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Why are we still continuing with a 'viceregal' political system? - Rounaq Jahan

Eroding democratic values and Constitution - Dr. M Zahir

Democracy: An unfinished agenda - Dr Kamal Hossain

A case for proportional representation - Rashed Khan Menon

Is majority rule same as democratic rule? - Kazi Anwarul Masud

Responsibilities of majority rule - Muhammad Zamir

The issue is democratic culture - Emajuddin Ahamed

Leaders and politicians - Mohammad Badrul Ahsan

Black money in electioneering - Inam Ahmed

Party nomination on sale - Rezaul Karim

The tale of limping parliament - Reaz Ahmed

Politicians hindering progress - AH Jaffor Ullah

Whither parliamentary standing committees - Shakhawat Liton

Politicians must take blame for failures - Syed Ashfaqul Haque


Antagonism takes precedence over understanding Shakhawat Liton

Thirteen years of democratic experience: Strengths and weaknesses Reaz Ahmad

Distorted political culture Shameem Mahmud

Party constitutions: Rarely followed Rezaul Karim



Why are we still continuing with a "viceregal" political system?

Rounaq Jahan

Writing in the 1950s, Khalid Bin Sayeed termed Pakistan's political system as "viceregal". He argued that after partition and independence in 1947, the ruling elites of the two successor states adopted two different political models. India chose the British style of parliamentary democracy and Pakistan continued with the British colonial model of a 'viceregal" system, where power was centralized in the hands of the chief executive - the Governor General - who tended to behave more like a Viceroy not accountable to a cabinet or a parliament. Our political leaders rejected this "viceregal" model during the nationalist movement of the 1950s and 1960s, and again during the democracy movement of the 1980s.Yet when they assume state power, our leaders seem to fall back on the same "viceregal" model. Since 1991, we are a parliamentary democracy in name only, as our parliaments hardly function - opposition being mostly absent from the parliamentary sessionsand our prime ministers are certainly not "first among equals" as is supposed to be in a parliamentary democracy. The Public Expenditure Review Commission (PERC) in its recent report (The Daily Star, January 19 and 20, 2004) questioned the utility of maintaining the Prime Minister's Office (PMO) on the ground that such a separate office is justified only in a presidential form of government and not in a parliamentary system and recommended closing down of the PMO. The report also notes proliferation of ministries since independence from 21 to 38. However, the increase in the number of ministries do not appear to have made any impact on deconcentrating decision making from the prime minister to other ministers.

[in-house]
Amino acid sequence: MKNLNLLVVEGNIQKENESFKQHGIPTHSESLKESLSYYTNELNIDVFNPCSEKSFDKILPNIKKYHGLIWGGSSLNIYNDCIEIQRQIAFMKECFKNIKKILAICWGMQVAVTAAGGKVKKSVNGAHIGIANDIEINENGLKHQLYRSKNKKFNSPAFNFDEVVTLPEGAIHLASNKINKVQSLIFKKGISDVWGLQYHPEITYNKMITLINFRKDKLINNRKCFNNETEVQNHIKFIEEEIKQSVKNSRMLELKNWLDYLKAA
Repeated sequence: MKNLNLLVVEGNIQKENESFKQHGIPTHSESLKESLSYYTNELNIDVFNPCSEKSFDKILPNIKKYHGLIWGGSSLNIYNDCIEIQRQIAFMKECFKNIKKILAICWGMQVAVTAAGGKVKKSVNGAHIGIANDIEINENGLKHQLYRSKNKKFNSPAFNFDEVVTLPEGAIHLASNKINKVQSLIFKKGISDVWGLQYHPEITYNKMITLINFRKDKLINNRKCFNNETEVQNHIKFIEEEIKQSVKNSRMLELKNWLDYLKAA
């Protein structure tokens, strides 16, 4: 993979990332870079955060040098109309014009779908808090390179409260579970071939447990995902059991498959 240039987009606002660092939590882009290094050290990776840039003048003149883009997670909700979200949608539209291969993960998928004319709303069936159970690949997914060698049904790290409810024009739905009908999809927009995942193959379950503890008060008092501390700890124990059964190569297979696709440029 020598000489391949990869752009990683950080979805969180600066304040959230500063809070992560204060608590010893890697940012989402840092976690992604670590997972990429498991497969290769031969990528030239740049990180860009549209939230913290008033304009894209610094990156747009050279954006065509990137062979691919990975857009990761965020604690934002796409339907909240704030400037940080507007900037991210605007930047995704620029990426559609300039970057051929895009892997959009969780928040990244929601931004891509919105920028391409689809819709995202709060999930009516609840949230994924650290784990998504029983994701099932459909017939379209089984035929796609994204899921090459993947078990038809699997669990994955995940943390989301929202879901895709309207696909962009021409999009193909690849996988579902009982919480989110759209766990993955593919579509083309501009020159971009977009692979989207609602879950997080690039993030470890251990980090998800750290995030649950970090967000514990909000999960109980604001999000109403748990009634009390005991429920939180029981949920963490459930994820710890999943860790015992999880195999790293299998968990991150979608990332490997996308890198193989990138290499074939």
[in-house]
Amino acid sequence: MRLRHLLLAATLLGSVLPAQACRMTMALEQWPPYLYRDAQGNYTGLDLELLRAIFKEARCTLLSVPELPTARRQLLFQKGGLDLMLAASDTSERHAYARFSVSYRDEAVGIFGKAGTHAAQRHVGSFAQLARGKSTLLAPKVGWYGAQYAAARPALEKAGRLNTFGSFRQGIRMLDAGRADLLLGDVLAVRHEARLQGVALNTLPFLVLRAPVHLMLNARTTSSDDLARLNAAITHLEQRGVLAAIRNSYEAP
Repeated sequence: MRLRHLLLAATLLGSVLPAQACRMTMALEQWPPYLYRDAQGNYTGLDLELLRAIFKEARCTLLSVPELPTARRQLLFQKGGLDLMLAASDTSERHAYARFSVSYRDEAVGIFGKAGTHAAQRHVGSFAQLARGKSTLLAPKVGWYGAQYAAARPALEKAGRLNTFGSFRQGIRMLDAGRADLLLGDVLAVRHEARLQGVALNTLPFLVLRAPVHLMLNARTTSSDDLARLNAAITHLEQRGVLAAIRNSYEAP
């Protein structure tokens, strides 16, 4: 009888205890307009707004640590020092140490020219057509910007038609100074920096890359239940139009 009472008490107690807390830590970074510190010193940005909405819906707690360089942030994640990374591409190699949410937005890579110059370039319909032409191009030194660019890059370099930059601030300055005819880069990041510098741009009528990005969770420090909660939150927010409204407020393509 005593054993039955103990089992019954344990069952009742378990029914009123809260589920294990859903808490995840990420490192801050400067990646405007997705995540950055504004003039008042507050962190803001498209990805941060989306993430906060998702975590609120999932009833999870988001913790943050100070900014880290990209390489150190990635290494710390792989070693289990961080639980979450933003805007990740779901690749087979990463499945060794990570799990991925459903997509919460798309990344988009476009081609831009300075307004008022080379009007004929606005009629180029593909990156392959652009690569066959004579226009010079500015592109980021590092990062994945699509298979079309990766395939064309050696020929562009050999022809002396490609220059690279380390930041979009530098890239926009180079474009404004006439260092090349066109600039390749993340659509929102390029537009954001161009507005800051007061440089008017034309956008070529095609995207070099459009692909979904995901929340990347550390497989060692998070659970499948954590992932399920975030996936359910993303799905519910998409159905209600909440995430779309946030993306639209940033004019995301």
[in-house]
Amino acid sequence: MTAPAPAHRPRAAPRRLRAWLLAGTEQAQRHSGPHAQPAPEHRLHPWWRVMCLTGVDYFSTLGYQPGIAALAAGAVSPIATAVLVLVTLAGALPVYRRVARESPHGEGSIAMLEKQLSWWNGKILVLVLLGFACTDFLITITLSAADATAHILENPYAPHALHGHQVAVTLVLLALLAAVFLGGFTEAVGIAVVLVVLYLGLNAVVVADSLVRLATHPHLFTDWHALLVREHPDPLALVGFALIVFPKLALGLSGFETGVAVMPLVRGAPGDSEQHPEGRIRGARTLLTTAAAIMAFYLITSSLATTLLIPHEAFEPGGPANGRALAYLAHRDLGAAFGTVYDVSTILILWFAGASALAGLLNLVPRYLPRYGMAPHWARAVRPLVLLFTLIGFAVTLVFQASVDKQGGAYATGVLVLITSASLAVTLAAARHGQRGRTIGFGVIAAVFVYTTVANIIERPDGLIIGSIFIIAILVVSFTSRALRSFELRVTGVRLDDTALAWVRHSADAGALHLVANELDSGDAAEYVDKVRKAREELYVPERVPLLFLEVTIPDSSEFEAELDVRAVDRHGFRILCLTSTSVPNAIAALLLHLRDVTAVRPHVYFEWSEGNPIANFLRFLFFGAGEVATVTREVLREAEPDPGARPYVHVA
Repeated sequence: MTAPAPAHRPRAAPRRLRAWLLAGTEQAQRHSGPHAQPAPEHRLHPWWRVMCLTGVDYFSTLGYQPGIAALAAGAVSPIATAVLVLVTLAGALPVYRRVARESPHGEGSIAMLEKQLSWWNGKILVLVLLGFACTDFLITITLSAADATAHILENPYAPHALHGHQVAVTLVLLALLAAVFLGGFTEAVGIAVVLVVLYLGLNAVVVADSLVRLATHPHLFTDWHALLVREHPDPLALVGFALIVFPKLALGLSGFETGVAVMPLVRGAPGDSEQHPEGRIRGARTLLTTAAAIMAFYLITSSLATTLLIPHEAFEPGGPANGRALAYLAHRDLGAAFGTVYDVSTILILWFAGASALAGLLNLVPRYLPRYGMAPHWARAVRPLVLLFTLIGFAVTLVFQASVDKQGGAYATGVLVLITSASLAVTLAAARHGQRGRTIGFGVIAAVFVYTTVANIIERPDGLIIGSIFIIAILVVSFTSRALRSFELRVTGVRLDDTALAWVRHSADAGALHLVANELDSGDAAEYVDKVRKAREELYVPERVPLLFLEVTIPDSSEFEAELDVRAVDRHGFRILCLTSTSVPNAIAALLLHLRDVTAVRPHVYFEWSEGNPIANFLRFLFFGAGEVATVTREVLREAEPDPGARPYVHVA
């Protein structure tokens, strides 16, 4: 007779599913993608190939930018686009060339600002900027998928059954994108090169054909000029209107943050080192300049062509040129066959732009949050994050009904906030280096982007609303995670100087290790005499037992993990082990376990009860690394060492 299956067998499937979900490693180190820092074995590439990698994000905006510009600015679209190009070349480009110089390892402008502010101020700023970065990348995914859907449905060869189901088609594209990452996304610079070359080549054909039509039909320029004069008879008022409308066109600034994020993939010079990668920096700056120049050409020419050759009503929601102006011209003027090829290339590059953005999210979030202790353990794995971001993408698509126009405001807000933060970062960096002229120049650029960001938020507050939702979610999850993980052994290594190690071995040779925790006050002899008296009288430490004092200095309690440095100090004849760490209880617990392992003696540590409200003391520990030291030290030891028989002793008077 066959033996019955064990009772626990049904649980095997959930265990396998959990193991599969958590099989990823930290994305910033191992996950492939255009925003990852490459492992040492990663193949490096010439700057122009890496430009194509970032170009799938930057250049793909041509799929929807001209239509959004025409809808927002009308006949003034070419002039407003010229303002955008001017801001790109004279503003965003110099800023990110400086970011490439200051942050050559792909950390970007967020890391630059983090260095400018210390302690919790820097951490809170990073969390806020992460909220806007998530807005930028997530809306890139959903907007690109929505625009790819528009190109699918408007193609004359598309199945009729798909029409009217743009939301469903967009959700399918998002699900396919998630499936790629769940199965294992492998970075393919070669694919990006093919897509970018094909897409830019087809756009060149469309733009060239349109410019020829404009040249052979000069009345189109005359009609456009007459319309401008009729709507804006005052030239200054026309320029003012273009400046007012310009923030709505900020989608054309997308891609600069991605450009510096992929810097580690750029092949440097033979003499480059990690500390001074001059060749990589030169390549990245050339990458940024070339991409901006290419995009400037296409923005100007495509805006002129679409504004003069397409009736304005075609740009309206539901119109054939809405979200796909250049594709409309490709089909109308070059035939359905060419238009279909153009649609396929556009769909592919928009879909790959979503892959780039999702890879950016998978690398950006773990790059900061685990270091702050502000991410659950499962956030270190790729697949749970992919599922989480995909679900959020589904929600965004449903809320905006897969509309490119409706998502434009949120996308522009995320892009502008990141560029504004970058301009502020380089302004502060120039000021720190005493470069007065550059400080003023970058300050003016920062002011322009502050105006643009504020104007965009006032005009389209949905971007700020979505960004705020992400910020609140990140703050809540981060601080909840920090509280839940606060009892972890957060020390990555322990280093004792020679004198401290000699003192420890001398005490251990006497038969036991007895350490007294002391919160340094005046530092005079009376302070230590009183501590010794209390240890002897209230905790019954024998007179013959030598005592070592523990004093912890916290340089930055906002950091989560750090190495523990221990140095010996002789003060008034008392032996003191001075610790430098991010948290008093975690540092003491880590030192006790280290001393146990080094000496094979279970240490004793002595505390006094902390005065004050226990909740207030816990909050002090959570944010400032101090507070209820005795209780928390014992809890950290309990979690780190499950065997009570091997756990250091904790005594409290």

The "viceregal" system is not the hall mark of our system of government alone. Our political parties are also run in this fashion and civil society organizations are not immune to this style of governance. The concept of a leader being "first among equals" seems very difficult to establish in institutional contexts in our country. Institutions are beset with factions and groups who are held together not so much by institutional rules and accountability measures, but by leaders who are perceived to be more than equals by the factional/group leaders. Indeed, a group of equals do not seem to have a chance to exert leadership and govern an institution.

It appears the claim to leadership is easier to establish when the leader possesses some unique attributes which others within the institution cannot attain by simply serving the institution. If the latter criterion is used, then there could be several claimants to leadership but none may be acceptable to the contestants. When a peer group is unable to accept one amongst them as the "first among equals", the search is on for a leader who has some special qualities that makes her/him more than an equal. For example, many will argue that our two main political parties will break up in factions unless they are led by the two incumbent leaders who possess such special qualifications. They are the dynastic inheritors of the political mantles of two slain leaders whose memories are still being used by their respective parties as major political capitals (Of course, the dynastic pattern of leadership is noticeable in all South Asian countries, and for that matter in other parts of the world).